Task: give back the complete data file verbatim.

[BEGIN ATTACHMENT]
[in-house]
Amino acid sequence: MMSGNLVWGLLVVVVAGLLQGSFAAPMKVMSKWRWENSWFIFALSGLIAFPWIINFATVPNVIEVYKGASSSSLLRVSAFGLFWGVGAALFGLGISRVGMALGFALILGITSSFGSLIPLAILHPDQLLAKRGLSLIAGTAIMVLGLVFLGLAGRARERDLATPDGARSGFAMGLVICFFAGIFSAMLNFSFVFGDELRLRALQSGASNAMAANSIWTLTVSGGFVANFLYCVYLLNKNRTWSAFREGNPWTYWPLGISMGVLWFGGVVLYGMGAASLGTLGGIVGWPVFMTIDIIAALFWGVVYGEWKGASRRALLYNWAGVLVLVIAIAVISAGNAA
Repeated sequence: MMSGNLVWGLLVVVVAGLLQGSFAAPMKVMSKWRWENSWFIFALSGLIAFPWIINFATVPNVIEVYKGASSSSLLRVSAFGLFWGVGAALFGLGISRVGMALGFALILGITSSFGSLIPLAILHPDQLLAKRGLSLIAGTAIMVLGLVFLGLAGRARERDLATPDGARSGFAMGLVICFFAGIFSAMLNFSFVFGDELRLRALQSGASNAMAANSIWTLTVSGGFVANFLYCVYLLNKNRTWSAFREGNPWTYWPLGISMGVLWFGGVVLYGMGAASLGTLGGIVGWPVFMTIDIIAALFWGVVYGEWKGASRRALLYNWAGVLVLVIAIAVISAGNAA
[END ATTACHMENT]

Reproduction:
[in-house]
Amino acid sequence: MMSGNLVWGLLVVVVAGLLQGSFAAPMKVMSKWRWENSWFIFALSGLIAFPWIINFATVPNVIEVYKGASSSSLLRVSAFGLFWGVGAALFGLGISRVGMALGFALILGITSSFGSLIPLAILHPDQLLAKRGLSLIAGTAIMVLGLVFLGLAGRARERDLATPDGARSGFAMGLVICFFAGIFSAMLNFSFVFGDELRLRALQSGASNAMAANSIWTLTVSGGFVANFLYCVYLLNKNRTWSAFREGNPWTYWPLGISMGVLWFGGVVLYGMGAASLGTLGGIVGWPVFMTIDIIAALFWGVVYGEWKGASRRALLYNWAGVLVLVIAIAVISAGNAA
Repeated sequence: MMSGNLVWGLLVVVVAGLLQGSFAAPMKVMSKWRWENSWFIFALSGLIAFPWIINFATVPNVIEVYKGASSSSLLRVSAFGLFWGVGAALFGLGISRVGMALGFALILGITSSFGSLIPLAILHPDQLLAKRGLSLIAGTAIMVLGLVFLGLAGRARERDLATPDGARSGFAMGLVICFFAGIFSAMLNFSFVFGDELRLRALQSGASNAMAANSIWTLTVSGGFVANFLYCVYLLNKNRTWSAFREGNPWTYWPLGISMGVLWFGGVVLYGMGAASLGTLGGIVGWPVFMTIDIIAALFWGVVYGEWKGASRRALLYNWAGVLVLVIAIAVISAGNAA